Cristina Nassif and Benjamin Warschawski
Actors are warned not to work with dogs or children, who will invariably upstage them. Opera singers, take note!
Soprano Cristina Nassif and tenor Benjamin Warschawski had 95 percent of the stage time at a sold-out Embassy Series recital at the Austrian Embassy on Saturday night. Both were in fine voice -- Nassif exceptionally so. Much of the program was standard stuff, including encapsulations of "La Traviata" (the "Brindisi" from Act 1, "Lunge da lei" from Act 2 and the opera's final scene) and "Carmen" (the "Habanera," "La fleur que tu m'avais jet¿e" and, again, the conclusion). Nassif's rich soprano dominated Warschawski's thinner tenor in their duets, but both performers sang with emotional fervor.
They also showed an affinity for Leh¿r. Nassif's "Vilja-Lied" from "The Merry Widow" was beautifully sung and expressively phrased. And "Dein ist mein ganzes Herz" from "The Land of Smiles" displayed Warschawski's voice at its most resonant and emotive.
Both singers were especially good in works less often heard. Warschawski handled Mozart's Masonic cantata "Die Maurerfreude" with fine expression and vocal control. And Nassif found unsuspected depths in "Marietta's Lied" from Korngold's "Die Tote Stadt" and "Chi il bel sogno" from Puccini's "La Rondine."
But boy soprano Noah Winston Donahue, who will be 12 next month, captured the audience's hearts, even though "Dies Bildnis" from "The Magic Flute" was not an ideal aria for his thin, pure voice. "Ombra mai fu" from Handel's "Serse" better fit his vocal and emotional range.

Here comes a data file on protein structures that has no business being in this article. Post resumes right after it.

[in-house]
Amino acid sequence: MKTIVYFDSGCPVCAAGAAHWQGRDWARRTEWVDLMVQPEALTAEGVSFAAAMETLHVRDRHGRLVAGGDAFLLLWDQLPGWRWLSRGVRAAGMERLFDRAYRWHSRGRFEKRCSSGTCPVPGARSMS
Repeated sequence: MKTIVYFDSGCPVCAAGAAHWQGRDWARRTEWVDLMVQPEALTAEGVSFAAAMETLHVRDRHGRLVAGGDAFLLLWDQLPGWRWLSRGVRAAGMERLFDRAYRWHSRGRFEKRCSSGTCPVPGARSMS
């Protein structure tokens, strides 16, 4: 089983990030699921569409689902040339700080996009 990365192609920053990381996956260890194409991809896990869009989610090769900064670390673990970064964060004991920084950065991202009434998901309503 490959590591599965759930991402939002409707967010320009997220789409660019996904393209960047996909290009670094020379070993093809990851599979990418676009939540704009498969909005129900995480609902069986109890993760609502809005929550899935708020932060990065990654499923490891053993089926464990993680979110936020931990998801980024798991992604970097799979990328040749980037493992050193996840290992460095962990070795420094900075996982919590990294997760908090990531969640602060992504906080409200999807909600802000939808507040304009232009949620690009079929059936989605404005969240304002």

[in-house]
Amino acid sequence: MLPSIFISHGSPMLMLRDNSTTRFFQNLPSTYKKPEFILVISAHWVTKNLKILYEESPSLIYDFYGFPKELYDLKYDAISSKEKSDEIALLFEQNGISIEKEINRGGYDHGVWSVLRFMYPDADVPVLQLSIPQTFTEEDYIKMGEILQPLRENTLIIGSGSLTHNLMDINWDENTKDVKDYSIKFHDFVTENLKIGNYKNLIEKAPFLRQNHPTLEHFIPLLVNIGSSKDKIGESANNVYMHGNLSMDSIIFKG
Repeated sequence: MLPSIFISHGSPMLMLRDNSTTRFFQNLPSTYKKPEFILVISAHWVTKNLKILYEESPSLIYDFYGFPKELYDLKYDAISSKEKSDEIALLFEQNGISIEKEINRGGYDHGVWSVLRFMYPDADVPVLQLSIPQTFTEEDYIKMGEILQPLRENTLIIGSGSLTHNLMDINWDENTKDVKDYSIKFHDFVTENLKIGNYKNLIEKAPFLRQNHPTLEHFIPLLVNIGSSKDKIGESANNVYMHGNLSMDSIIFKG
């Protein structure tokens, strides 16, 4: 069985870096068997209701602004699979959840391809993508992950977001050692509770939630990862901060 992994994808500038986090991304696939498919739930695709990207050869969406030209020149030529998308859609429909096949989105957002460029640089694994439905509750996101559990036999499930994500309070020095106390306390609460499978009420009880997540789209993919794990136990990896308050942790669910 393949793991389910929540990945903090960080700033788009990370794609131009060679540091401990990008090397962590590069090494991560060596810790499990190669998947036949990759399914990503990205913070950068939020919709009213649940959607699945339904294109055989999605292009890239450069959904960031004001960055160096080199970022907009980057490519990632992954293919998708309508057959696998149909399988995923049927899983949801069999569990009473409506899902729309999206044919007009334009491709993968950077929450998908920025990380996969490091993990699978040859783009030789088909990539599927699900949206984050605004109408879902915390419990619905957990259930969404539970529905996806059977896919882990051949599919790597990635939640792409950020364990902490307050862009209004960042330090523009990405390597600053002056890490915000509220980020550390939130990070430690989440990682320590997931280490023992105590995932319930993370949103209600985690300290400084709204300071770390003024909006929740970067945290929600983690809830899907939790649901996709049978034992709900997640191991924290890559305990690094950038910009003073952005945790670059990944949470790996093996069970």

George Peachey was an exemplary piano accompanist throughout -- clear, supportive and unobtrusive.
-- Mark J. Estren
Performers of early music have learned a lot over the years. They've learned that a program of short pieces needs a context to make sense. That, while the sport of singing serious polyphony may be a blast for the singer, the audience needs more than that -- some variety and, from time to time, a sense of humor. And most of all, they've learned that early music can be sung with the same dramatic and sensual intensity that makes music of all periods and persuasions so compelling.
Somehow, the Countertop Quartet (two sopranos and two countertenors -- hence "counter" "top") seems to have missed these lessons. Its program at Christ Church Parish Kensington on Friday was a joyless and formless parade -- six Renaissance motets and a Magnificat setting, four baroque pieces, a 13th-century motet and, inexplicably, a little piece by the contemporary British composer June Clark (best known as part of a duo piano team) in an Irish folk-tune idiom. No plan and nary a smile in sight.
You could tell that soprano Deborah Sternberg (who was a stand-in for one of the ensemble's regular sopranos) hadn't had a chance to absorb the group sound, but her intonations in the Palestrina "Magnificat" setting were among the high points of the evening. Naomi DeVries Pomerantz and countertenors John Bradford Bohl and Chris Dudley sang comfortably together but seemed so focused on vowel sounds that few consonants made it past the first row.
Here's hoping that the ensemble finds a personality, because its repertoire -- early music for high voices -- is worth exploring in depth.
-- Joan Reinthaler